FORM will not take place in Arcosanti in 2020.
The eclectic festival, held for three days in the Paolo Soleri-designed community of Arcosanti 70 miles north of Phoenix, has decided to pivot the event this year, per a Facebook post on the city's website. The gathering was conceived originally as part of the release of band Hundred Waters’ 2014 album, The Moon Rang Like a Bell. It has featured headliners such as Florence + the Machine and Mulatu Astatke, the Ethiopian jazz pioneer. Phoenix Afrobeat Orchestra performed there in 2018, one of the few Arizona artists to do so.
If you're unfamiliar with the event's history, it started as a free festival, with attendees filling out questionnaires about why they wanted to attend to ensure a respectful and diverse audience. It grew into a paid event with a cap of 2,000 people so as not to disturb the community's residents, to lessen the festival's environmental impact on the area's fragile surroundings, and to allow the performers to give a relaxed, personal performance.
When we interviewed festival curator Zach Tetreault last year, he mentioned that it upset him that the festival scene heavily revolves around white men, so he would search for a rare and memorable act that couldn't be found at Coachella or Lollapalooza. But he saw FORM as more of a destination event than an Arizonan one, which is why there was little focus on booking acts with a wider appeal than a local one.
“It is something that is bigger than the sum of its parts,” Tetreault said. “What it stands for is much greater. I don’t necessarily have a quota of Arizona acts that I am trying to book. Historically, people come to FORM from all over. It’s not even a majority of Arizonans.”
Phoenix New Times has reached out to organizers for news on FORM's future. Please watch this space as details become available.
Update: Thursday, February 13:
Phoenix New Times contacted Timothy Bell, Arcosanti's Director of Community Engagement, about the Facebook post that came out on Friday, February 7.
He explained FORM's organizers came to Arcosanti with a "proposal for a different type of event" that "had a more political flair to it" than in previous years. He said it would've been difficult to pull it off in the little time they had and the theme could have threatened their 501(c) non-profit organization status.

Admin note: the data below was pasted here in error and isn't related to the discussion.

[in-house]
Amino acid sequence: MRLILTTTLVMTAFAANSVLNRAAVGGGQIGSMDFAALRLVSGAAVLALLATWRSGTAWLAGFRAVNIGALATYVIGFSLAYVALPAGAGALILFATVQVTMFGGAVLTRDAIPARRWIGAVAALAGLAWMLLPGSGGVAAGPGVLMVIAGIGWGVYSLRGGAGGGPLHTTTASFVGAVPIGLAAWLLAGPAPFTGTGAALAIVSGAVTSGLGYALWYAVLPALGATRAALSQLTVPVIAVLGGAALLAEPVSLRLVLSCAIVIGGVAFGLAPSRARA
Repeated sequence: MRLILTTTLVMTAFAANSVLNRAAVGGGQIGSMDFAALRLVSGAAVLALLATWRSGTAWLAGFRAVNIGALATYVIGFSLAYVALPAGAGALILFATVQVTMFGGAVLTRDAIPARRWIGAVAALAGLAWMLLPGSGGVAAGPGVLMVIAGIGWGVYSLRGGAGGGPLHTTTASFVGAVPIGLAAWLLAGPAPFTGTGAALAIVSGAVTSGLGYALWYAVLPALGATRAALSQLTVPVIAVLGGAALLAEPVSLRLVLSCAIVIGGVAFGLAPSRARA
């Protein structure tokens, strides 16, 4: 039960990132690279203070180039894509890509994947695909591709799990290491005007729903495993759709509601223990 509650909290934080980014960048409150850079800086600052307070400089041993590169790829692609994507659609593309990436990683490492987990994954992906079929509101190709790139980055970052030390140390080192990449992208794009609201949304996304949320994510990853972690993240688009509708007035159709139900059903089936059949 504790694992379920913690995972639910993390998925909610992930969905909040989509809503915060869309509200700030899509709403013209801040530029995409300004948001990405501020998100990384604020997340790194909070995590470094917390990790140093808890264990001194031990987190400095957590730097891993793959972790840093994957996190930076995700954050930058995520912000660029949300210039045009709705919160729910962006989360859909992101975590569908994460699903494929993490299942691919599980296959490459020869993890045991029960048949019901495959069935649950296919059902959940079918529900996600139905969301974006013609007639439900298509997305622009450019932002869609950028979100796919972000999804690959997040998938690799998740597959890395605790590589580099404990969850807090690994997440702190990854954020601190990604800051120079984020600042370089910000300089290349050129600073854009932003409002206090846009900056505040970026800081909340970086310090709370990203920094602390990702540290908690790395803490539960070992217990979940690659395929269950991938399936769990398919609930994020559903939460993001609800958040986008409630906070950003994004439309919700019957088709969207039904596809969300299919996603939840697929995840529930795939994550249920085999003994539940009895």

Additionally, the community is celebrating its 50th anniversary this year, and Bell explained that they are doubling down on their educational efforts.
Bell couldn't get into specifics of what organizers had proposed, but he was clear that the festival was welcome to come back in 2021. He encourages music fans to visit Arcosanti during their anniversary celebration.
He says, "It's not by any means the end of FORM (in Arcosanti)."
We continue to reach out to FORM's organizer's about the festival's future.
Keep Phoenix New Times Free... Since we started Phoenix New Times, it has been defined as the free, independent voice of Phoenix, and we would like to keep it that way. Offering our readers free access to incisive coverage of local news, food and culture. Producing stories on everything from political scandals to the hottest new bands, with gutsy reporting, stylish writing, and staffers who've won everything from the Society of Professional Journalists' Sigma Delta Chi feature-writing award to the Casey Medal for Meritorious Journalism. But with local journalism's existence under siege and advertising revenue setbacks having a larger impact, it is important now more than ever for us to rally support behind funding our local journalism. You can help by participating in our "I Support" membership program, allowing us to keep covering Phoenix with no paywalls.